grandmother. In my family, everyone always talked about my great-
grandfather, Fong See, but rarely about his wife. She was the mom, so
I guess not very interesting. I knew she'd been born in Central
Point, that her mother died when she was a baby, that her father died
when she was seven, that she was raised by brothers who were reputed
to be quite cruel to her, and that she ran away from home when she
was seventeen. That's it! I contacted the historical society in
Medford, OR, and got a very good researcher. Periodically, she would
send me things she'd found a clipping about Ticie's father's death
in a horse-racing accident, when her brother got married, the
homestead claim for the property. The researcher drove by the
homestead and saw that the barn was still there.
I decided to go up and see what I could see. I went to the property
and walked around, and then I drove to the cemetery, which was just
down the street. I knew Ticie's father's name, but not her mother's.
I walked through the cemetery until I found John Milton Pruett's
gravestone and next to it the one for his wife, Luscinda. I now knew
when she was born and when she died. About a half hour after that I
was at the historical society and I asked if it ever snowed in
Medford. (It was 120 degrees that day, no kidding, so it wasn't a
crazy question.) The researcher told me that, yes, it snowed, but
they were also known for their fog and heat. In fact, she didn't live
in Medford and kept an 1877 copy of a diary written by a man who was
a farmer by day and a preacher on horseback by night. He always made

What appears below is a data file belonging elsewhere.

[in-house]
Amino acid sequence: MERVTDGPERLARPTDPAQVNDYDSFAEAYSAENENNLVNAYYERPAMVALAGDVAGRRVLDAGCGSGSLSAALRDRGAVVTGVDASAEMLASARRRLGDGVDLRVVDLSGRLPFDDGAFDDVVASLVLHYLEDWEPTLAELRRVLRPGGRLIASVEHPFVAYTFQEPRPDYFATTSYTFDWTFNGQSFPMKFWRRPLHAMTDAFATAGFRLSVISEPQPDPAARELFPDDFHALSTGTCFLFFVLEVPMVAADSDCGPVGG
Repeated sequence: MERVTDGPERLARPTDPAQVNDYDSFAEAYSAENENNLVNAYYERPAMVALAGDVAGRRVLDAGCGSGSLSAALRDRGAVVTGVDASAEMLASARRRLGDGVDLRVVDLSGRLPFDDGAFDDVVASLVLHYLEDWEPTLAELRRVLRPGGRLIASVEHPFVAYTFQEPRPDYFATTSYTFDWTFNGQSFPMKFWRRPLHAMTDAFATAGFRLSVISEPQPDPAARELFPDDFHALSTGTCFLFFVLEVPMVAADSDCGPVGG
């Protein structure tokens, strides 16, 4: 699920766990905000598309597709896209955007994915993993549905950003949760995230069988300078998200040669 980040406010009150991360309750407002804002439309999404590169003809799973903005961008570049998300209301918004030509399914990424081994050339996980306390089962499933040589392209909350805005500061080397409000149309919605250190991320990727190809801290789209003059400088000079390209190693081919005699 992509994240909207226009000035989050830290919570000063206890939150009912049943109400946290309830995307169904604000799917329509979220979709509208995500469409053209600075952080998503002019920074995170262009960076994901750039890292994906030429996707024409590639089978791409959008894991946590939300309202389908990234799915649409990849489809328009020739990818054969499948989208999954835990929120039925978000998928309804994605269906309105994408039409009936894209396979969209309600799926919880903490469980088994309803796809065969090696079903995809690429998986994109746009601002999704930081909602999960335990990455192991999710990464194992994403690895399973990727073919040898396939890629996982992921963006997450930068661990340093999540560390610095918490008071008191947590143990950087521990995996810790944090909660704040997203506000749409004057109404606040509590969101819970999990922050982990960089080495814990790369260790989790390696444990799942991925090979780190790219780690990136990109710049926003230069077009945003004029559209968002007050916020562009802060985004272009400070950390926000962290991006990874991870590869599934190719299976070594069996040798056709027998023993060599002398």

a notation of the weather and the researcher now used it like an
almanac so she would know how to dress for work. Would I like to take
a look at it? Sure!
I had just learned that Luscinda had died on April 9, 1877. I turned
to that page in the farmer's diary and he was there with her when she
died. It turned out he was the Pruetts' next door neighbor. The whole
diary was filled with anecdotes about the Pruett familyhow they
traded butter for lard, how they traded peaches for pears, how much
the reverend paid the Pruett boys to do hauling for him. And it
tracked when Luscinda first got sick, when the Reverend Patterson's
wife made her special homemade cough syrup, that when Luscinda knew
she was going to die the Bible verse that she asked him to read at
her funeral, and, finally, what the weather was like on the day she
KH: I was fascinated to learn, when researching for this interview,
that your grandfather, Fong See, was the patriarch of Los Angeles'
Chinatown. How has your grandfather's legacy shaped your life?
My great-great-grandfather came here to work on the building of the
transcontinental railroad. My great-grandfather was the
godfather/patriarch of Los Angeles Chinatown. I don't look at all
Chinese, but I grew up in a very large Chinese-American family. I
have about 400 relatives in Los Angeles, of which there are about a
dozen that look like me. They were my mirror, so how could I believe